This page contains a Flash digital edition of a book.
NOTEBOOK Widders’ mite

WHILE some long-standing Anglican converts to Catholicism, such as Fr Peter Cornwell writing in today’s Tablet, question current arrangements for unhappy members of the Church of England to cross the Tiber en masse, others are among their most enthusiastic supporters. Former Conservative MPs Ann Widdecombe and Lord Deben (John Gummer) have declared themselves delighted with the ordinariate of Our Lady of Walsingham, which came into existence with the ordination of its first three priests – all former Anglican bishops – on 15 January. Miss Widdecombe told us: “Last time there was an exodus, in 1992-93, it was chaos. What happened varied from diocese to diocese, priests in particular found huge differences. Some were received into the Church fairly quickly, others were not. Now anyone who is fed up as an Anglican can very quickly say, ‘No problem – I’m making the move.’ Also being able to retain their Anglican traditions is a very big plus.” Lord Deben has harsh words for the Anglican Bishops of London and Rochester who have ruled out allowing ordinariate groups to use their churches. “There is no generosity of spirit. It is a very

un-Christian line. If in those circumstances we can’t share churches and demonstrate that we are one, it does worry me very much indeed,” he said.

Both peers acknowledge that funding is a concern for the ordinariate. Lord Deben has just undertaken to raise funds for its online magazine, The Portal. Miss Widdecombe said she would make a very modest donation – “a widow’s mite” – if asked. But she would not be drawn on whether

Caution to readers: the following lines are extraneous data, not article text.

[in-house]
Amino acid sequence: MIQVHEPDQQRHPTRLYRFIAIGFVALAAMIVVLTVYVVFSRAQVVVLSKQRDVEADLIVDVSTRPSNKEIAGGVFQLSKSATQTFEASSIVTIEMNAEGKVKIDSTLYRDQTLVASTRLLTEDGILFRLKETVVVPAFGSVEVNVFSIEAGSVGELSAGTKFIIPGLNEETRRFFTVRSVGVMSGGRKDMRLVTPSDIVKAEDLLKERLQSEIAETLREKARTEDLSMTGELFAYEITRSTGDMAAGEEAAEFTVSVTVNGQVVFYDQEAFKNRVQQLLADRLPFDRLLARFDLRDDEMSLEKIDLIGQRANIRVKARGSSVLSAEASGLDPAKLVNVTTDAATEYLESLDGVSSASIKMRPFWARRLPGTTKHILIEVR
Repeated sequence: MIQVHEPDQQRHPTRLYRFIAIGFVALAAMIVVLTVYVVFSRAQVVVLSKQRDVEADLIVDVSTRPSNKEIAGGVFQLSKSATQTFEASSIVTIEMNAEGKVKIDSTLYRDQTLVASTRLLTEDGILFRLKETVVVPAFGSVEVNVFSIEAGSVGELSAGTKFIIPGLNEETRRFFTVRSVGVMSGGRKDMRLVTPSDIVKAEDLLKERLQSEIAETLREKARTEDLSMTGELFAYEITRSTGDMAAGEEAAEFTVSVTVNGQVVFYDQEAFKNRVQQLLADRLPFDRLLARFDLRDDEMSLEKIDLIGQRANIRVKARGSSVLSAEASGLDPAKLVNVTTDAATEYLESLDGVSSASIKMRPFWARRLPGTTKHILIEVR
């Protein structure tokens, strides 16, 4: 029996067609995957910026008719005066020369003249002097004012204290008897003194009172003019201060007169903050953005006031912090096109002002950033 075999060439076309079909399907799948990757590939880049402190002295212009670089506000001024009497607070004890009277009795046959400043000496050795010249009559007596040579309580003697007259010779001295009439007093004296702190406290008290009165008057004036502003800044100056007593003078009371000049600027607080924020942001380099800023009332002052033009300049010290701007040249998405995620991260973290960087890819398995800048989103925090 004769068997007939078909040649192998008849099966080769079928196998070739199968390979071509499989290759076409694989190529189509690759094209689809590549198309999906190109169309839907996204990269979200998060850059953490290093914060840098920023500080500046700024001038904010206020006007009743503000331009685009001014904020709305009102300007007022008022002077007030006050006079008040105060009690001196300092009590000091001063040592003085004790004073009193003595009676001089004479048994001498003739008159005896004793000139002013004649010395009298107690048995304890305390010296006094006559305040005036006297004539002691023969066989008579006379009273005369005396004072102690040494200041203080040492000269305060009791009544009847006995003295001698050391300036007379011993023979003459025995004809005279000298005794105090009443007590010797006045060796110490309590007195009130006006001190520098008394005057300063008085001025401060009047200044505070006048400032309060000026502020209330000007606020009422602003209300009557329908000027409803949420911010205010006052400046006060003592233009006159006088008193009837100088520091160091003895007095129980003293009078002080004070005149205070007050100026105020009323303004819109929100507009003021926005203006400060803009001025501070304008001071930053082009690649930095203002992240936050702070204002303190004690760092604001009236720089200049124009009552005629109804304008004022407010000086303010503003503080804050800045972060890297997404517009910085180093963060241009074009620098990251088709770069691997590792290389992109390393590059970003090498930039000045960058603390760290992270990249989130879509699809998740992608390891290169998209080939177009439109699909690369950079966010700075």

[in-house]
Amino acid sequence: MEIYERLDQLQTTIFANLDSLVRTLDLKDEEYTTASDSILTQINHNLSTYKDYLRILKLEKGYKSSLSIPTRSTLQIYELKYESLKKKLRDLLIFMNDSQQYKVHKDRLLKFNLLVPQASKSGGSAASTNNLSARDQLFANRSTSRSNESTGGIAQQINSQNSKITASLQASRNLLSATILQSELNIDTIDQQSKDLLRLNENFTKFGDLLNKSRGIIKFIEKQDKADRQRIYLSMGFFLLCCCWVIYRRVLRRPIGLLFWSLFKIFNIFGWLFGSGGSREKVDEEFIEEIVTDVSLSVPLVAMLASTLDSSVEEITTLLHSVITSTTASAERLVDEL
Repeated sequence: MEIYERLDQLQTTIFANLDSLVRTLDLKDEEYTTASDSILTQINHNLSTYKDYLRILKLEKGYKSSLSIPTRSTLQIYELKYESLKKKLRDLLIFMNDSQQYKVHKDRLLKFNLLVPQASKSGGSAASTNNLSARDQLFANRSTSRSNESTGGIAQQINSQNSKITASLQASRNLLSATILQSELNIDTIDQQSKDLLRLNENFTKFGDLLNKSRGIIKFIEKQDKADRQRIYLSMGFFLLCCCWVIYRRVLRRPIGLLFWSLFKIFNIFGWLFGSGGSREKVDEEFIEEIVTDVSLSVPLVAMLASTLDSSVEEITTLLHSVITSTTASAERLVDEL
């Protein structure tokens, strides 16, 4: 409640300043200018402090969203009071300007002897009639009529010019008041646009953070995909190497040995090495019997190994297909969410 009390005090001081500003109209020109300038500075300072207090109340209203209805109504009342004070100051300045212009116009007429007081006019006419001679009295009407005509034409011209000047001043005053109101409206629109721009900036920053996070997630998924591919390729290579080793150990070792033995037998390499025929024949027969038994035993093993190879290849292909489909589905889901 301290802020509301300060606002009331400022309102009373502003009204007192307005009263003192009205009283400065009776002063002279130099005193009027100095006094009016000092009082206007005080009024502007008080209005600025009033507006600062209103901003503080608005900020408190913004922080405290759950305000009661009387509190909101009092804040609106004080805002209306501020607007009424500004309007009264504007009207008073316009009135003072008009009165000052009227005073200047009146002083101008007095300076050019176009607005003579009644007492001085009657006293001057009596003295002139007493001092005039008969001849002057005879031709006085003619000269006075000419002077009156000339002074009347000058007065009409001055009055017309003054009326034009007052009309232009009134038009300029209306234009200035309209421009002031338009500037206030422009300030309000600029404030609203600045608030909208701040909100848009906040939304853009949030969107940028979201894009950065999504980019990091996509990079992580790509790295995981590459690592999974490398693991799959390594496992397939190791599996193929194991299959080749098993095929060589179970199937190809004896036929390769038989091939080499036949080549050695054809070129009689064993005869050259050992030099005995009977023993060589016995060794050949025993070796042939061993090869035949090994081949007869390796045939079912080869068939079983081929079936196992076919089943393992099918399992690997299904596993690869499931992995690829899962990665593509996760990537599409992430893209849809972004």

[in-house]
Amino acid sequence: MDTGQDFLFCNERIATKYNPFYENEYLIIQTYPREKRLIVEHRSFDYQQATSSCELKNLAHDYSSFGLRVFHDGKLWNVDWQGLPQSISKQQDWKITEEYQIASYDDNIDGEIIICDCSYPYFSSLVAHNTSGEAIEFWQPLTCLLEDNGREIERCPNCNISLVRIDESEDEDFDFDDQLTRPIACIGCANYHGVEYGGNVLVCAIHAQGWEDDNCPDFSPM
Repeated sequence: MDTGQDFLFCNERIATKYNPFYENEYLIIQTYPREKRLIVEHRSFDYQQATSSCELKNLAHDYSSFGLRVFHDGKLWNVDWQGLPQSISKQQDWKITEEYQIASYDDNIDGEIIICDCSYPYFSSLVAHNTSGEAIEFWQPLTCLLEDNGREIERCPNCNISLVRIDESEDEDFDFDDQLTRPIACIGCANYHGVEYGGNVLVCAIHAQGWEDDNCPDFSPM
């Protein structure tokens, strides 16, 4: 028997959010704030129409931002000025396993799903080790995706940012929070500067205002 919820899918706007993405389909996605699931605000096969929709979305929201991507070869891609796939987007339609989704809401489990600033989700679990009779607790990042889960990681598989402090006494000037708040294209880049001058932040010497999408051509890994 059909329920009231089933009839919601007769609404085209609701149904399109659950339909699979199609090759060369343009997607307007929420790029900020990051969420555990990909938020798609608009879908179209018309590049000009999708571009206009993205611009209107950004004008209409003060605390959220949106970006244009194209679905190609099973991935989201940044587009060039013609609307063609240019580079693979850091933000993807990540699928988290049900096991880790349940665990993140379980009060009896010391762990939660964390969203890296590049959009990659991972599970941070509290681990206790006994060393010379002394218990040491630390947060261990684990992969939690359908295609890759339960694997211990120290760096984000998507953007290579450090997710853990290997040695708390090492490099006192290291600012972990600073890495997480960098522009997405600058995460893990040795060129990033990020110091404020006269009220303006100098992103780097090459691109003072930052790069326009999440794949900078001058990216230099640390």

any earnings from her participation in the BBC1 series Strictly Come Dancing might go into the ordinariate pot. Speaking from Liverpool, where she was taking part in a live touring version of the TV programme, she said of the show: “It has been wonderful. I have enjoyed every minute and will be sad when it’s over.”

Birmingham’s pilgrimage THE PILGRIMS’ WAY along the North Downs is the path traditionally thought to be that taken by pilgrims trekking from Winchester in Hampshire to the tomb of St Thomas à Becket at Canterbury Cathedral in Kent. But the name may also soon refer the route taken by those who attended Cardinal Newman’s beatification near Birmingham. Cofton Hackett parish council, north-east of Bromsgrove, has proposed naming a street on a planned new housing estate “Pilgrim’s Way” in honour of the Catholics who travelled to the event last September.

If given the go-ahead, the estate would be built on the site of the former Longbridge Rover car plant, which was used as a coach park by pilgrims who walked across it on their way to nearby Cofton Park where Pope Benedict beatified Newman last September. The idea came from local resident Roger Marsden, 80, an Anglican, who wrote to the council, and to Archbishop of Birmingham Bernard Longley. “This was an extremely important event for this area, and I thought the pilgrims were wonderful and should be honoured in some way,” he said.